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Pak, Yoo, Ha, and Jin: An Intercomparison of Counting Efficiency and the Performance of Two Whole-Body Counters According to the Type of Phantom

Abstract

Background

Whole-body counters are widely used to evaluate internal contamination of the internal presence of gamma-emitting radionuclides. In internal dosimetry, it is a basic requirement that quality control procedures be applied to verify the reliability of the measured results. The implementation of intercomparison programs plays an important role in quality control, and the accuracy of the calibration and the reliability of the results should be verified through intercomparison. In this study, we evaluated the reliability of 2 whole-body counting systems using 2 calibration methods.

Materials and Methods

In this study, 2 whole-body counters were calibrated using a reference male bottle manikin absorption (BOMAB) phantom and a Radiation Management Corporation (RMC-II) phantom. The reliability of the whole-body counting systems was evaluated by performing an intercomparison with International Atomic Energy Agencyto assess counting efficiency according to the type of the phantom.

Results and Discussion

In the analysis of counting efficiency using the BOMAB phantom, the performance criteria of the counters were satisfied. The relative bias of activity for all radionuclides was -0.16 to 0.01 in the Fastscan and -0.01 to 0.03 in the Accuscan. However, when counting efficiency was analyzed using the RMC-II phantom, the relative bias of 241Am activity was -0.49 in the Fastscan and 0.55 in the Accuscan, indicating that its performance criteria was not satisfactory.

Conclusion

The intercomparison process demonstrated the reliability of whole-body counting systems calibrated with a BOMAB phantom. However, when the RMC-II phantom was used, the accuracy of measurements decreased for low-energy nuclides. Therefore, it appears that the RMC-II phantom should only be used for efficiency calibration for high-energy nuclides. Moreover, a novel phantom capable of matching the efficiency of the BOMAB phantom in low-energy nuclides should be developed.

Introduction

Assessing the intake of radionuclides is an important aspect of internal dosimetry. Bioassays used to measure intake of radionuclides can be divided into those that directly measure the in vivo amount of radioactive material and those that indirectly measure radioactive material through in vitro measurements of the radioactive material released in excretions. Since in vivo bioassay is made from the outside of the body, only strongly penetrating gamma ray-emitting or X-ray emitting nuclides can be measured in this way. In vivo measurements are made either through direct monitoring, in which nuclide accumulation is measured in a particular organ, or through whole-body counting, in which nuclide accumulation distributed throughout the entire body is measured. Generally, whole-body counting is used to assess the internal contamination of most nuclides, except for those that accumulate in specific organs [1, 2].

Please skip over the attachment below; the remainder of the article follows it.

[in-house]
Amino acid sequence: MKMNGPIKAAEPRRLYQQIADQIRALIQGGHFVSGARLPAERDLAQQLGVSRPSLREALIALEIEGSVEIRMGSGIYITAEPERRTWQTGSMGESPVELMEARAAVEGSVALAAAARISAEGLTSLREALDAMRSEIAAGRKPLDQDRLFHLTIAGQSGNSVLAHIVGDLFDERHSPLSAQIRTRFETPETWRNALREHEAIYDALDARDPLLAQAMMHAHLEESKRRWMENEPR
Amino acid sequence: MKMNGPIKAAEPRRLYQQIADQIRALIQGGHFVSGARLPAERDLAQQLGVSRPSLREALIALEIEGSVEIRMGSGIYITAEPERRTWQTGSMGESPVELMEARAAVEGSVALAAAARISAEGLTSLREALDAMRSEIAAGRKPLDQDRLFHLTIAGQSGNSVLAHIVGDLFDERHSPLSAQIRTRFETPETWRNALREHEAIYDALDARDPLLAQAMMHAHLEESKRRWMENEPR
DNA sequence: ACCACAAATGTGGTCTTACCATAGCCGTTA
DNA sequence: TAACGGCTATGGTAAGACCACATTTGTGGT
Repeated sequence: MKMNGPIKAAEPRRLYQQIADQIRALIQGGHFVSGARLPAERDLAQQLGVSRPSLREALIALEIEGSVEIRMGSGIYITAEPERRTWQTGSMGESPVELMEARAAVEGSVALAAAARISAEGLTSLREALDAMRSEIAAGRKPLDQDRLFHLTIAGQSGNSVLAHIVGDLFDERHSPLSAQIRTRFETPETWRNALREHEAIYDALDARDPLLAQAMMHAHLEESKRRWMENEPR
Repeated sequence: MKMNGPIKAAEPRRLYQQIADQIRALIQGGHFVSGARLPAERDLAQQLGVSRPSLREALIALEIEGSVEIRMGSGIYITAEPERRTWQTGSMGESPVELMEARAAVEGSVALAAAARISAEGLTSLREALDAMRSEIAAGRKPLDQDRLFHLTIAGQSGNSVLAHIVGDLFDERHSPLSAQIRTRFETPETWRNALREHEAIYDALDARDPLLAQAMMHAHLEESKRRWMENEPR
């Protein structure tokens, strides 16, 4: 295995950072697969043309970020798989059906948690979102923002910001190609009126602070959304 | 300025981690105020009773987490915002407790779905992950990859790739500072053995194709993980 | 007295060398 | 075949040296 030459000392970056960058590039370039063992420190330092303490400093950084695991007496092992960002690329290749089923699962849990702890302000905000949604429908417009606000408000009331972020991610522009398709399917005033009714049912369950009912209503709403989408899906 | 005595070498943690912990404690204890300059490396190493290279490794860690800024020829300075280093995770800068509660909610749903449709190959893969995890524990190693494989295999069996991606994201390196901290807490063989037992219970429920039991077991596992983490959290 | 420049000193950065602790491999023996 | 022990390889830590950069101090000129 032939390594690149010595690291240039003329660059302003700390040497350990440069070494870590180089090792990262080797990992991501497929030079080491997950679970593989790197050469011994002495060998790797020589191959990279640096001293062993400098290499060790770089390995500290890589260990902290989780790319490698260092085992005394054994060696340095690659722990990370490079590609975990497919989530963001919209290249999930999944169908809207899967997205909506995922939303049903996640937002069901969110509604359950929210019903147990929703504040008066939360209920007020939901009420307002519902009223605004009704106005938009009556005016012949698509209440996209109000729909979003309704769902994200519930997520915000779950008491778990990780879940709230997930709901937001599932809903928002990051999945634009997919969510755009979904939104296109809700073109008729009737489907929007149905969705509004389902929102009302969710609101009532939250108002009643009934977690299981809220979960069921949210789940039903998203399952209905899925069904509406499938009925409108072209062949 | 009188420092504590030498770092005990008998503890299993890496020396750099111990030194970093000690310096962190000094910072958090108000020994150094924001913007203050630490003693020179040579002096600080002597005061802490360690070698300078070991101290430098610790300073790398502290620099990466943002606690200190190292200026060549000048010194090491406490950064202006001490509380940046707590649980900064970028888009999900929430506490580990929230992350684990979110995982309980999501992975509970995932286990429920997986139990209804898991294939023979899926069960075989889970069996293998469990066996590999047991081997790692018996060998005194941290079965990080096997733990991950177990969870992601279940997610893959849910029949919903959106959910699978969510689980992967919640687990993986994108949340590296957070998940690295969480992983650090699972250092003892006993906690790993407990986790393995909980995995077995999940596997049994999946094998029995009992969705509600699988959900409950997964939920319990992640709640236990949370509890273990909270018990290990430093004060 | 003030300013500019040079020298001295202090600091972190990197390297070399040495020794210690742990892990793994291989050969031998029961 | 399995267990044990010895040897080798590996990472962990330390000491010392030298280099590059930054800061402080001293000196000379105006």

Quality management systems should be put in place to ensure high reliability in measurements of the internal contamination of nuclides using whole-body counting. Stringent quality assurance provides confidence that the needs of consumers will be met, and this process generally necessitates the periodic evaluation of factors related to the fitness of the operational aspects of quality assurance [3]. Quality assurance ensures that the resulting measurements are in fact reliable [4]. Since measurements of internal contamination using whole-body counting are influenced by various factors that may contribute to uncertainty, it is all the more important to implement quality management systems involving intercomparison. Such quality management systems must be used to confirm the accuracy of the calibration of whole-body counters and the reliability of the measurements [4]. Therefore, laboratories that use whole-body counters have conducted intercomparison, which incorporate not only quality assurance of the measurements, but also have the goal of identifying the causes of errors and improving dosimetry techniques [510].
Accordingly, in this study, we performed an intercomparison of results reported by the International Atomic Energy Agency (IAEA) and the results obtained in our laboratory. Through the use of calibration phantoms, we evaluated the validity of whole-body counting systems according to the type of calibration phantom used.

Materials and Methods

1. Whole-body counters

We evaluated 2 whole-body counters that had different types of detectors and geometry: the Fastscan (Model 2250; Canberra, Meriden, CT, USA) and the Accuscan (Model 2260; Canberra, Meriden, CT, USA).
The Fastscan is a stand up type whole-body counter, in which the subject stands encircled by a shield encompassing the detector, which rests parallel to the subject. The Fastscan contains 2 NaI(T1) detectors with a dimension of 7.6× 12.7×40.6 cm3 that are positioned serially at the top and bottom. The Fastscan was designed on the basis of anthropometric data; the detectors are positioned such that they are able to scan the entire body. The counter is able to monitor nuclides with energies between 300 keV and 1.8 MeV.1),2)